With the foregoing background in mind, we may proceed to a discussion of the questions of law presented by the several defendants.

1. The defence of conditional privilege to publish judicial proceedings cannot prevail.[1a] For purposes of this case we assume that proceedings before the military tribunal would give rise to the same privilege as if they had taken place before an ordinary civil or criminal court. See Barrows v. Bell, 7 Gray, 301, 311-316; Conner v. Standard Publishing Co. 183 Mass. 474, 479; Kimball v. Post Publishing Co. 199 Mass. 248. But among the conditions of the exercise of this privilege are the requirements that the publication be both fair and accurate. Sweet v. Post Publishing Co. 215 Mass. 450. Thompson v. Boston Publishing Co. 285 Mass. 344, 348-349. Restatement: Torts, § 611. A publication which identifies a person who had nothing to do with the proceedings as the one against whom the proceedings were directed can be neither fair nor accurate. Sweet v. Post Publishing Co. 215 Mass. 450, 453 (also a case of mistaken identity). For a collection of cases see 26 A.L.R. 454, 457.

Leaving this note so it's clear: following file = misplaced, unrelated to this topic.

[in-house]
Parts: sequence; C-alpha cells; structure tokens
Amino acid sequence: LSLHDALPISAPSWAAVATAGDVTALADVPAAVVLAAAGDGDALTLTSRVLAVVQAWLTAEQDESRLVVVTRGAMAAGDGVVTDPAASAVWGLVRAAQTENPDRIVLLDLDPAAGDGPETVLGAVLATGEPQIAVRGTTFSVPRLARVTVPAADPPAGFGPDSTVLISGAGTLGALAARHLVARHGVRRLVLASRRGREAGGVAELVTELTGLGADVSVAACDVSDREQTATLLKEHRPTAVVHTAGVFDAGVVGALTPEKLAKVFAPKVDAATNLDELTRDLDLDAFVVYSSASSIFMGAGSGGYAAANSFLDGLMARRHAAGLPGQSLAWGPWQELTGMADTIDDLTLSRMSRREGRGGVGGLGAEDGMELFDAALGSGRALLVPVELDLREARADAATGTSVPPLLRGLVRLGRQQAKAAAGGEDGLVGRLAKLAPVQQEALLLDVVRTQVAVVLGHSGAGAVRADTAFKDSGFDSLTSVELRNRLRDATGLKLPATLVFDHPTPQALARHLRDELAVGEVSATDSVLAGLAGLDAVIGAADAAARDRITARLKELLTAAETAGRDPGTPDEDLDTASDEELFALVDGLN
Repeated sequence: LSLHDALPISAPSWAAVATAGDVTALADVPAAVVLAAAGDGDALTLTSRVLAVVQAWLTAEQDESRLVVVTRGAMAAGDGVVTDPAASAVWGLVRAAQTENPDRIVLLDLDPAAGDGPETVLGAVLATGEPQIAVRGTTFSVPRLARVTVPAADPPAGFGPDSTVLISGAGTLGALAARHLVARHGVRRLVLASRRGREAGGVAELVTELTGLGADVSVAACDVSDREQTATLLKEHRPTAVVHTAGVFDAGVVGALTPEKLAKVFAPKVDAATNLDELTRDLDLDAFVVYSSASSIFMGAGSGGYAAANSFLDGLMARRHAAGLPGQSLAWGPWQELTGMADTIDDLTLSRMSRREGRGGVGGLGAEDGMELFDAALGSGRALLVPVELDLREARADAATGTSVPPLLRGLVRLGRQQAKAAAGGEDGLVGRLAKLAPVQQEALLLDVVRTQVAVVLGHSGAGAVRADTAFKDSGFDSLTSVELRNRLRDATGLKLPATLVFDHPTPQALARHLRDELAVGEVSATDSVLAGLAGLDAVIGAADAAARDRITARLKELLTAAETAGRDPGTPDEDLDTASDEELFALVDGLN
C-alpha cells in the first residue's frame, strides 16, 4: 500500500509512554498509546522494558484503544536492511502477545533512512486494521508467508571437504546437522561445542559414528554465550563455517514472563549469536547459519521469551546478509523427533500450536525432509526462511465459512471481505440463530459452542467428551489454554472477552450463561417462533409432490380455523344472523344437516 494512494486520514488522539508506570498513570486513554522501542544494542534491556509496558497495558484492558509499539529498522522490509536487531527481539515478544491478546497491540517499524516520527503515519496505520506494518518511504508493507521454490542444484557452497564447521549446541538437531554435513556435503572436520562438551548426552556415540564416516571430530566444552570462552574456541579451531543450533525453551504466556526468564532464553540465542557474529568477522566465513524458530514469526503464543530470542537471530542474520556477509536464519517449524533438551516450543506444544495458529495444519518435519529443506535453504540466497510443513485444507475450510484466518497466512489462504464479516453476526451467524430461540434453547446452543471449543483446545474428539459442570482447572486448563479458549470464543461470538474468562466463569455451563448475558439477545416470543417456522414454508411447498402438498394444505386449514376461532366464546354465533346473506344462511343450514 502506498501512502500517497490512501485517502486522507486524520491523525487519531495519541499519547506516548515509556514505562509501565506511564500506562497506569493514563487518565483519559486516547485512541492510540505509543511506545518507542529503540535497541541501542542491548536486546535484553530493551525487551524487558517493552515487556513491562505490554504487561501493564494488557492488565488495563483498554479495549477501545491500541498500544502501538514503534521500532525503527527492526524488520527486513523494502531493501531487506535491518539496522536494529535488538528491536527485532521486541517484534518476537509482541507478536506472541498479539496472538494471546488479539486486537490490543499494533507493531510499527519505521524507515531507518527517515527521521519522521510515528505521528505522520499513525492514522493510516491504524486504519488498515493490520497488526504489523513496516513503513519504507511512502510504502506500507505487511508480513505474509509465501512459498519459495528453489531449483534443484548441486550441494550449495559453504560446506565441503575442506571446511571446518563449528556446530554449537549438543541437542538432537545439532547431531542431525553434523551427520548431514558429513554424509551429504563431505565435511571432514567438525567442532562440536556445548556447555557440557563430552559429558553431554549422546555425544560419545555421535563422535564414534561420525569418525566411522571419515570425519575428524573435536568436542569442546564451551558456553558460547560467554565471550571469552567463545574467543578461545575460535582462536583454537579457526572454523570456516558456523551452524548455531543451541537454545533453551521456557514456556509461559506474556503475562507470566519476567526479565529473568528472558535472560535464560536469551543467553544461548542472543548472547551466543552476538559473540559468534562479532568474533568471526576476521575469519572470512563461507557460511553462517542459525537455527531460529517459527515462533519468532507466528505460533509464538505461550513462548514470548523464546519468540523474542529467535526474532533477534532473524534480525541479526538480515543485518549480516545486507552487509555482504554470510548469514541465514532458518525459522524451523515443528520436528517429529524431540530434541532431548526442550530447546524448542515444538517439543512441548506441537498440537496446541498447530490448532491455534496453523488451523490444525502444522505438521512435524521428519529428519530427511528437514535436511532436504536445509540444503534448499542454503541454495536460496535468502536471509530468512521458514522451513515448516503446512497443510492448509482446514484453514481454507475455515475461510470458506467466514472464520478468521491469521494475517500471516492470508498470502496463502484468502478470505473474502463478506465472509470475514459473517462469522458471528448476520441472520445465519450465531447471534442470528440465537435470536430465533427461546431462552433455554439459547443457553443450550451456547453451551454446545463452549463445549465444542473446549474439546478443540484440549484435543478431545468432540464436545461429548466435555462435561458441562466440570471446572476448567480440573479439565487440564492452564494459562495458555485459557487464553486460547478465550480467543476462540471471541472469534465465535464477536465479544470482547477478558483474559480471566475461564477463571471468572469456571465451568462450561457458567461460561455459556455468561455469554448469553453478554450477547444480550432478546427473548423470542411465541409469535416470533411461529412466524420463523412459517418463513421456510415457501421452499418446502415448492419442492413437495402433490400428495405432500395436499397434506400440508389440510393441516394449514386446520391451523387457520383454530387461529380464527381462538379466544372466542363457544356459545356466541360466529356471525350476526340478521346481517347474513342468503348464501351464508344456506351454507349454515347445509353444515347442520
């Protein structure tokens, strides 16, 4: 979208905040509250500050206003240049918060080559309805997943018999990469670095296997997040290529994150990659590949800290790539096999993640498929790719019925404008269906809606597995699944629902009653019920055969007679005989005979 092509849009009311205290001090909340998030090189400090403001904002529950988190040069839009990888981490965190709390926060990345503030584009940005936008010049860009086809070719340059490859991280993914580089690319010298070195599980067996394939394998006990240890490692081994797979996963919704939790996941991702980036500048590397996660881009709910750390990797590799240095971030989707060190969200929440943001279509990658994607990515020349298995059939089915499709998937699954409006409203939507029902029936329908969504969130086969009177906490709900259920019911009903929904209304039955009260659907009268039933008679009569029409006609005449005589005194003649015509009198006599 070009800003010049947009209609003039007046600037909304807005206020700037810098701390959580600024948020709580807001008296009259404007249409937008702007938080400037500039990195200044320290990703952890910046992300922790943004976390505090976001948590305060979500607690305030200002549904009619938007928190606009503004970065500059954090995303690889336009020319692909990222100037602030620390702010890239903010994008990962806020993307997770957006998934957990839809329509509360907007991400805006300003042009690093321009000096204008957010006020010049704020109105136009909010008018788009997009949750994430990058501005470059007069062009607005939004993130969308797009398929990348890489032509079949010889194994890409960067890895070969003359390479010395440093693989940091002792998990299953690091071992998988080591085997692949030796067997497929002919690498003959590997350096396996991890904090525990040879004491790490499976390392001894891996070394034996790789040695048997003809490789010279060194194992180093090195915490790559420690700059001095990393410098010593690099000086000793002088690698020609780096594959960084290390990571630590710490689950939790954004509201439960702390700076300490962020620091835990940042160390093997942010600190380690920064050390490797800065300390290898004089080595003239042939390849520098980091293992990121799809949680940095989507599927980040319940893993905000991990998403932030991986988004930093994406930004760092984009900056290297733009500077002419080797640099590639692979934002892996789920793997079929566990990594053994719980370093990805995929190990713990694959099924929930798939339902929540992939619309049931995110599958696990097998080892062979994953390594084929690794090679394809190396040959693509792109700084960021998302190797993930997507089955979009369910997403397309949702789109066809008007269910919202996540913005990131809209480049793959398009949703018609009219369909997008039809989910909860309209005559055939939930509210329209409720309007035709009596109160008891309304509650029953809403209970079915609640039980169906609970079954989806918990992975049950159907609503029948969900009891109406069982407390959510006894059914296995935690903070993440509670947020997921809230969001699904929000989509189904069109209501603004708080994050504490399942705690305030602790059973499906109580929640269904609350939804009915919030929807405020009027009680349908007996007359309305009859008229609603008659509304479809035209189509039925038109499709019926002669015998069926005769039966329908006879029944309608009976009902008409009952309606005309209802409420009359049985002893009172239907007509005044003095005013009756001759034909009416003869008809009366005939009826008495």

Some stress seems to be laid upon the care which the defendants and the sources from which they derived their information exercised to insure accuracy. All this is immaterial. A newspaper is not obliged to publish reports *200 of a judicial proceeding and has no private interest to protect. If it does publish such reports, it must at its peril publish fairly and accurately. Sweet v. Post Publishing Co. 215 Mass. 450, 453-455.